Background and Objectives: The success of laser tissue welding or soldering depends on optimal laser settings, solder material, and tissue type and geometry. To develop a practical laser welding technique for ureteral repair, an intraluminal albumin stent was designed to enhance the welding effects on ureteral end to end anastomosis.
Study Design / Materials and Methods: In vitro porcine ureters were anastomosed using an albumin stent alone, the albumin stent plus a solder, and the solder alone. All welding was performed with an 810 nm diode laser with either a continuous wave (1 watt, CW) or two pulse modes (2 watts, 3.3 Hz; 1 watt, 5 Hz). Laser parameters, tensile strength (TS) and burst pressure (BP) of the ureteral anastomosis, and tissue thermal injury were measured.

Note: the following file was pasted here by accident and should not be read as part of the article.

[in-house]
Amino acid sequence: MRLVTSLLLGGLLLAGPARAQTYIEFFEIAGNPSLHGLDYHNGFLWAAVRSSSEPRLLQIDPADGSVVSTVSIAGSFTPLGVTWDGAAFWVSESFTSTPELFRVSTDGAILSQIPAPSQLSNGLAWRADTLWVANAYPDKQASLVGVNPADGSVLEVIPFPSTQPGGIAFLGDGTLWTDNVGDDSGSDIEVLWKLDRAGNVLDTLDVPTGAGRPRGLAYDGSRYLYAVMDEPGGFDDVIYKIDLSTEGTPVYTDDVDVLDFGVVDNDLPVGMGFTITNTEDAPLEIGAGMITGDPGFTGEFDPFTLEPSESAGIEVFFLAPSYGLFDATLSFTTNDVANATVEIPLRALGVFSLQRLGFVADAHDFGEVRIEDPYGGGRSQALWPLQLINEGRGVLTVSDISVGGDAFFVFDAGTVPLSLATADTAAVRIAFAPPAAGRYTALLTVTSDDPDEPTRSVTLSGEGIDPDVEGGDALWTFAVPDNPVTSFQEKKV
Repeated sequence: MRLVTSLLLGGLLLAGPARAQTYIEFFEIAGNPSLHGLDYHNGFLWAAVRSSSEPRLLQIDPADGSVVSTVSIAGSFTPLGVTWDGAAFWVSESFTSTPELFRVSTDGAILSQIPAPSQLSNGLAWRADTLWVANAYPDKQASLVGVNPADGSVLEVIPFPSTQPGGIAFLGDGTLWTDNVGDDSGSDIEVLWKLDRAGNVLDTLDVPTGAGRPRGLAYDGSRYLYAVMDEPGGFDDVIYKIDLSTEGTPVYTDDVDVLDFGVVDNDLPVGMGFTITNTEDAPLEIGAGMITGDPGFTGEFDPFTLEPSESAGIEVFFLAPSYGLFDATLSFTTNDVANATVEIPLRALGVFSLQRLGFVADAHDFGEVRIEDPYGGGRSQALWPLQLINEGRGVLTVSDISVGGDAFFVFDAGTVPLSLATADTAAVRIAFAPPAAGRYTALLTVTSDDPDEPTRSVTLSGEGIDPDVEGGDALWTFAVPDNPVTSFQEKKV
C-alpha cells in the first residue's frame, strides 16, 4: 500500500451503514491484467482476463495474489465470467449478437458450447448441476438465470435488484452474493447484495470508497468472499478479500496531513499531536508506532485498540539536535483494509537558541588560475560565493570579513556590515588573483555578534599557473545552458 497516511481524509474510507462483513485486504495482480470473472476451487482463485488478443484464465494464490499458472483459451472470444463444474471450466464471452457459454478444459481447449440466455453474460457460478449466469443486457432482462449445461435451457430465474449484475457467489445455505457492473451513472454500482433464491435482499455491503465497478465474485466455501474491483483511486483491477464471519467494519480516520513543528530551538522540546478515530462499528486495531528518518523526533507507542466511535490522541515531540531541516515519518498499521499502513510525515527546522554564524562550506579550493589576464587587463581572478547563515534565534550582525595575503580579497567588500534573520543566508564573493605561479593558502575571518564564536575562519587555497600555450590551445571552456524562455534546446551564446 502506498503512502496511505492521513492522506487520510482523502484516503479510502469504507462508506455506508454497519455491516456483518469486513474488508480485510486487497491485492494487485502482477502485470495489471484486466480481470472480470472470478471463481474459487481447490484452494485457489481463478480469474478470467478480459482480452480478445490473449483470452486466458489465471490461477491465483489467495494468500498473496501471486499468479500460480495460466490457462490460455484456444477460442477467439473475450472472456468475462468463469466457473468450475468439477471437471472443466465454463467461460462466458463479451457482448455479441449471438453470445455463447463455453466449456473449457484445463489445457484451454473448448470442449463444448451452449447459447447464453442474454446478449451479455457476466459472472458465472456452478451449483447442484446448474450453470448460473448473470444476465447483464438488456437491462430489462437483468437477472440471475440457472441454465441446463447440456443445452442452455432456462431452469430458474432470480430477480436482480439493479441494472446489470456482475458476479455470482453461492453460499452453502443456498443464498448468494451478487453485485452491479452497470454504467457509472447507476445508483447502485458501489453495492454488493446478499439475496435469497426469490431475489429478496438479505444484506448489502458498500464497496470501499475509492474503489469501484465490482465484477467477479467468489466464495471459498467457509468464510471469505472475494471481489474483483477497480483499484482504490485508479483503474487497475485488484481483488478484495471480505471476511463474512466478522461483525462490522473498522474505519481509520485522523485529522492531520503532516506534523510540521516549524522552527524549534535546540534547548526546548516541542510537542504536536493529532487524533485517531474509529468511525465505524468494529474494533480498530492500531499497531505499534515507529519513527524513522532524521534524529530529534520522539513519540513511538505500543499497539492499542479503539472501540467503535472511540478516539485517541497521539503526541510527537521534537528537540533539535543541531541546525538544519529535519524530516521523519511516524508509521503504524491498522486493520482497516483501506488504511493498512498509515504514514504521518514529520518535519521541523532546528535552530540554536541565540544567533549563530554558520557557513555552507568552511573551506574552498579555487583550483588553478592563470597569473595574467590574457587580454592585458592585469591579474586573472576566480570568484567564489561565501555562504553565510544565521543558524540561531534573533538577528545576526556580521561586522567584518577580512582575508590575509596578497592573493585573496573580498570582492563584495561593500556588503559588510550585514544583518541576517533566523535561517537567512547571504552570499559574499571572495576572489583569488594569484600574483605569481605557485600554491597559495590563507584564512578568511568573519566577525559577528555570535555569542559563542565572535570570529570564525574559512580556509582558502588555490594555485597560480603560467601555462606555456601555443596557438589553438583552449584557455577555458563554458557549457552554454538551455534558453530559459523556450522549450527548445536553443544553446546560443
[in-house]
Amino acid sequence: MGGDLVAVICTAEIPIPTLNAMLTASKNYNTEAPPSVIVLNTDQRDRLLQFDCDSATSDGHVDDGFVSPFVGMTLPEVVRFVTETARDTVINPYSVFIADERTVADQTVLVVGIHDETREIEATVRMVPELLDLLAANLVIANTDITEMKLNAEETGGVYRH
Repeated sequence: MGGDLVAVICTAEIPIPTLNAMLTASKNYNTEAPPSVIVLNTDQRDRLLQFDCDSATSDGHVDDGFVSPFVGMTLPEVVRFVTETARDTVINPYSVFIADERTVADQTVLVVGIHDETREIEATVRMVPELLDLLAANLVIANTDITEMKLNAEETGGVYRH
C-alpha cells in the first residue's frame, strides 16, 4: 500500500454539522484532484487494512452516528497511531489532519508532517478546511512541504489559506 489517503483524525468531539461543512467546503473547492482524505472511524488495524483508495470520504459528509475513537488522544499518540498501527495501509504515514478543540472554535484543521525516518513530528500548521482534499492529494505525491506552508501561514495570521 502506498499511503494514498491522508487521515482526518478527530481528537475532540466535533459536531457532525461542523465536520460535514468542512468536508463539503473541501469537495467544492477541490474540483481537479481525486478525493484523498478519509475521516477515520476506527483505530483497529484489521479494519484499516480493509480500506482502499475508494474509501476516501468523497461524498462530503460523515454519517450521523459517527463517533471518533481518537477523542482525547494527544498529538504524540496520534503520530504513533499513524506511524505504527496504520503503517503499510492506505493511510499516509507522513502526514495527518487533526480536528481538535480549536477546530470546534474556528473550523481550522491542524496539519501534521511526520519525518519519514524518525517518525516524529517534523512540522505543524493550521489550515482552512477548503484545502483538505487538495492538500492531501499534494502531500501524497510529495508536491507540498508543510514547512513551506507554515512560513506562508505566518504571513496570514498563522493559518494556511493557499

Results: In the 2 watts pulse mode, BP in the albumin stent plus solder group (mean 185 mmHg) and the stent only group (mean 133 mmHg) were significantly higher than the solder only group (mean 77 mmHg, p < 0.05). Laser ureteral anastomosis with the stent plus solder group at 1 watt CW and 2 watt pulse laser modes yielded the highest TS (mean 97, 82 grams) and BP (mean 183, 185 mmHg). Among the three modes, the 1 watt pulse delivered the lowest energy and yielded the lowest TS and BP in ureteral anastomosis. There was no significant difference in the thermal damage to the tissue among the modes and groups.
Conclusions: Using the albumin stent increased the reliability of ureter end to end laser anastomosis. Further studies will be warranted in vivo and other tubular organs as well.